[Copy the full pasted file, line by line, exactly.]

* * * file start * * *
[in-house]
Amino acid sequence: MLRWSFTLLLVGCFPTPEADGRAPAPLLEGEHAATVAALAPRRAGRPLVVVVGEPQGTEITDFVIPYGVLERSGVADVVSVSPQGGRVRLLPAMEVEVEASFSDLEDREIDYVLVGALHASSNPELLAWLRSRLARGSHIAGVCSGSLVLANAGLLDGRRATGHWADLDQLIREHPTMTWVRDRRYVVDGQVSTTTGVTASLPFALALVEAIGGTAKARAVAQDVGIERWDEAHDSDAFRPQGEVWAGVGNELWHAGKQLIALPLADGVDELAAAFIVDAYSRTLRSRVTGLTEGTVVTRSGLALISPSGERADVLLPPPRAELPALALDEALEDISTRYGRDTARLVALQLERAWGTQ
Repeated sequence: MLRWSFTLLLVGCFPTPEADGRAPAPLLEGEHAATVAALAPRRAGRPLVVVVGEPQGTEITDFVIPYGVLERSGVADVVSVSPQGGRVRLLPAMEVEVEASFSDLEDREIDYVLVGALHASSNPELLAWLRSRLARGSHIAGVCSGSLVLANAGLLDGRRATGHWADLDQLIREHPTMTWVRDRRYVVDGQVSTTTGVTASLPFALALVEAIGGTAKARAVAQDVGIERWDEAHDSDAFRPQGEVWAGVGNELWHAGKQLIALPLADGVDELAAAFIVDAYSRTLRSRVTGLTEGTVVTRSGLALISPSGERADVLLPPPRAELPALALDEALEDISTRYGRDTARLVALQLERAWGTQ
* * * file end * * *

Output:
[in-house]
Amino acid sequence: MLRWSFTLLLVGCFPTPEADGRAPAPLLEGEHAATVAALAPRRAGRPLVVVVGEPQGTEITDFVIPYGVLERSGVADVVSVSPQGGRVRLLPAMEVEVEASFSDLEDREIDYVLVGALHASSNPELLAWLRSRLARGSHIAGVCSGSLVLANAGLLDGRRATGHWADLDQLIREHPTMTWVRDRRYVVDGQVSTTTGVTASLPFALALVEAIGGTAKARAVAQDVGIERWDEAHDSDAFRPQGEVWAGVGNELWHAGKQLIALPLADGVDELAAAFIVDAYSRTLRSRVTGLTEGTVVTRSGLALISPSGERADVLLPPPRAELPALALDEALEDISTRYGRDTARLVALQLERAWGTQ
Repeated sequence: MLRWSFTLLLVGCFPTPEADGRAPAPLLEGEHAATVAALAPRRAGRPLVVVVGEPQGTEITDFVIPYGVLERSGVADVVSVSPQGGRVRLLPAMEVEVEASFSDLEDREIDYVLVGALHASSNPELLAWLRSRLARGSHIAGVCSGSLVLANAGLLDGRRATGHWADLDQLIREHPTMTWVRDRRYVVDGQVSTTTGVTASLPFALALVEAIGGTAKARAVAQDVGIERWDEAHDSDAFRPQGEVWAGVGNELWHAGKQLIALPLADGVDELAAAFIVDAYSRTLRSRVTGLTEGTVVTRSGLALISPSGERADVLLPPPRAELPALALDEALEDISTRYGRDTARLVALQLERAWGTQ